Spring has sprung, which means the greens await your arrival. Before you spring onto the course, consider these tips to help get that ball to bite this season.
Stretching daily is the key for golf professionals and novices, alike. Sport professionals and physical therapists agree that the most common golf injuries for athletes to watch out for are back, shoulder, elbow or wrist-related. With a few minutes of daily stretching, warming up and light workouts, you’ll be hitting the sweet spots and feeling like a much stronger competitor.
“A golfer needs to pay attention to their whole body,” said Larry Yack, Physical Therapist at Physiotherapy Associates’ Patriot Sports Medicine in McLean, Va.
Proper attire is very important to protect your body from the elements, but being in physical shape is crucial.
“If players go out to the course with a cold swing they are making their bodies very vulnerable to injury,” said Yack, recent member of the PGA Tour Sportsmedicine Team.
A golf training program depends on a balance between strength training, a broad range-of-motion and aerobic exercises. Many golfers do not take the time to workout or even warm-up before hitting the course because they may perceive golf to be a sport that does not require a physical fitness regimen.
Patriot Sports Medicine recommends avoiding undue injuries, even during the offseason, by completing a full warm-up by toning and stretching all the muscle groups from your calves to your shoulders and neck by using these pre-game stretching tips:
1. Shoulders, Back – Holding your club at either end, left hand holding one end and right holding another, bring it above your head, arms extended. Stretch your arms backward past your ears and hold the stretch, then bring it back to the starting position and repeat several times.
2. Hamstrings, Back, Glutes – With your feet spread square with your shoulders, bring the club back above your head as before. Squat until you feel it, but do not overdue it because it may cause strain on the back or knees. The up-and-down movement will increase circulation into the back and hip muscles. Repeat 10 to 15 times, and this stretch will act as a warm-up to add to the other stretches.
3. Abs, Back, Hips – Bring your club to your chest, crossing your arms around it. Rotate your upper body from side to side a few times, feeling the stretch and loosening of the muscles. Bring your feet close together and repeat. The different stance will loosen your muscles even more.
4. Calves, Hip Flexors – Place your right knee on the ground and your left foot flat on the ground out in front of you. Tilt your hips so your belt buckle is pointing up and push your hips forward. Maintain the tilt the hips and hold for about five seconds. Repeat with the opposite knee down and right foot forward. This exercise will loosen your hips to help perfect your swing.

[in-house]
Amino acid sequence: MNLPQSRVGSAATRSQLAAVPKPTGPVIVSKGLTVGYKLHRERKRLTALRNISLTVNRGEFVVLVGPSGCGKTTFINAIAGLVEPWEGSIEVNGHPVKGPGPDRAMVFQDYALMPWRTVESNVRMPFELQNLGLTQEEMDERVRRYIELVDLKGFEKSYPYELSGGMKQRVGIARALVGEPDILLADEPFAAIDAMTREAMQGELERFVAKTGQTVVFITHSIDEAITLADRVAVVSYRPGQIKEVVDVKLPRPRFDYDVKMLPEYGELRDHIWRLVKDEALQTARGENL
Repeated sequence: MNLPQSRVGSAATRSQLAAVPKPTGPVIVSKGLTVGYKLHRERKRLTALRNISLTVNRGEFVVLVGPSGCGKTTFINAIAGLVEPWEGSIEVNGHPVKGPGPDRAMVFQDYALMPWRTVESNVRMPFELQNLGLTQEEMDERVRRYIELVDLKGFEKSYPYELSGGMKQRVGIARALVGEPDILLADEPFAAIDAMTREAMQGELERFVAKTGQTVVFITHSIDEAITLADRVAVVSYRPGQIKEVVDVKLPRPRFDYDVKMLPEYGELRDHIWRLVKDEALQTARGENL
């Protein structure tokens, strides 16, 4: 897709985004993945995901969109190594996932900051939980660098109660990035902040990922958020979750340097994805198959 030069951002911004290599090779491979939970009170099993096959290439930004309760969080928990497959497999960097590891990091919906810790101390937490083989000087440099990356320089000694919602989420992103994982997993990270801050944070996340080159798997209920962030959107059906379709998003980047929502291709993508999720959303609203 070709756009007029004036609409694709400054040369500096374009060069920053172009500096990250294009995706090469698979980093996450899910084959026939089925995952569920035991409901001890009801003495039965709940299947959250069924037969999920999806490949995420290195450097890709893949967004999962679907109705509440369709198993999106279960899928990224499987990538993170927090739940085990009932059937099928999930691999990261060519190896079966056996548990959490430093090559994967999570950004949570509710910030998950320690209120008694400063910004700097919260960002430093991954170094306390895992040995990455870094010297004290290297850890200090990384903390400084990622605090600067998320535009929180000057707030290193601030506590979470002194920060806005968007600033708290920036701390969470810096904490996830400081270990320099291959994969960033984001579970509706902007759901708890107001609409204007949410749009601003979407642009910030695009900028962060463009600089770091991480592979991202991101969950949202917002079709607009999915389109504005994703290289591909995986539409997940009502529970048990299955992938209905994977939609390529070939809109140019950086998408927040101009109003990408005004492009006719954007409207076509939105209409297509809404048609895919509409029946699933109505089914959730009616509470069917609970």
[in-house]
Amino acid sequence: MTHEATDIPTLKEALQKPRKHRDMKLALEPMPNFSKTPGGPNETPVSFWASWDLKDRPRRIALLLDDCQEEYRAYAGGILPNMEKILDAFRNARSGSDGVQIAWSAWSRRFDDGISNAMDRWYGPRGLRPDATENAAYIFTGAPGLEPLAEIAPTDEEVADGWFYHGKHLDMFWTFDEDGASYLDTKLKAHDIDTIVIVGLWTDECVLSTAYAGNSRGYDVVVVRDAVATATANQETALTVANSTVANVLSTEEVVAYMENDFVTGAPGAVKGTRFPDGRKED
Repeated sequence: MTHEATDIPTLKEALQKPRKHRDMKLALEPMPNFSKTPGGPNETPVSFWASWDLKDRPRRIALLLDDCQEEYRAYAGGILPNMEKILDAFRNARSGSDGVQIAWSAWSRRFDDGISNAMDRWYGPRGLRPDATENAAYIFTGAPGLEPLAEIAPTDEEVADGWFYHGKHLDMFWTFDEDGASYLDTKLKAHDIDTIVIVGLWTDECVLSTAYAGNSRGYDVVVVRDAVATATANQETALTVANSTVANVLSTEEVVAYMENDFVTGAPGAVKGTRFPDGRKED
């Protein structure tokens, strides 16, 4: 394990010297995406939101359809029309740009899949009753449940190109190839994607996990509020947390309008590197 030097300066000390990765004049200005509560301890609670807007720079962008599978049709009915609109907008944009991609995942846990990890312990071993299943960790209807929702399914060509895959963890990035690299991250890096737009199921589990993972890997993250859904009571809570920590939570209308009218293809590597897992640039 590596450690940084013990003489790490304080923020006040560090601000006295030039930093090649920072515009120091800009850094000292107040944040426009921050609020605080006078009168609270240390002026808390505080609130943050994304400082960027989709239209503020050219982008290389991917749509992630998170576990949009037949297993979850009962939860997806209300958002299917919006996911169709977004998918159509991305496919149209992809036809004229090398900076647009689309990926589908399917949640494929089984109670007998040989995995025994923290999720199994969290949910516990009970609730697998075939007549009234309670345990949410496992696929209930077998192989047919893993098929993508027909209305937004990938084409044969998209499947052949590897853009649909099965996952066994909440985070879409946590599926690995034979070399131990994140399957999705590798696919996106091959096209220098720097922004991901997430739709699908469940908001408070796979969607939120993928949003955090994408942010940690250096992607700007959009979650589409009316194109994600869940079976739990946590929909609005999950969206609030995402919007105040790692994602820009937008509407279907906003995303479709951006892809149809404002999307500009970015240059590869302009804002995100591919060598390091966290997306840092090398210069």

5. Hamstrings – Find a tree, railing or even the seat of someone else’s golf cart to put your right leg on. Creating a comfortable angle between the raised right leg and the left on the ground, bend your upper body from the left hip toward the elevated right leg. Hold for 10 to 15 seconds before switching and elevating the left leg. If you complete the stretch correctly, you will definitely feel your hamstrings extend.
6. Hips – Hold the club upside-down with the grip at the ground. Twist at your hips several times, making sure to feel the loosening. This stretch is particularly important so your body is prepared to make the similar motion when hitting the ball at the tee.
7. Arms, Shoulders – Bring your right arm across your chest right beneath your chin. Grab and hold it at the elbow or bicep, and pull toward your chest until you feel the stretch. This will help loosen your arms and shoulders for the broad range-of-motion involved in your swing.
A full range-of-motion is important because golf is a one-sided sport, according to Yack. One side of your body does the work while the other side simply absorbs stress. To maintain a full range-of-motion:
1. Swing two clubs, like you may see some do at a baseball game, back and forth to create the range-of-motion for both sides of you body to stay loose and comfortable.
2. Stand on one leg while swinging the other in front of you and behind you like a pendulum. Don’t bend at your waist; try to stand straight up. Repeat several times or until your body feels loose.
3. Repeat No. 2 but use your arms to create a windmill motion. This will have basically the same effect, and it will have you swinging away without injury.
Whether you’re a professional, an amateur or just a recreational golfer, your body deserves the necessary preparation to avoid injury. So, get out there, golf lovers, and avoid the hazards on and off the course.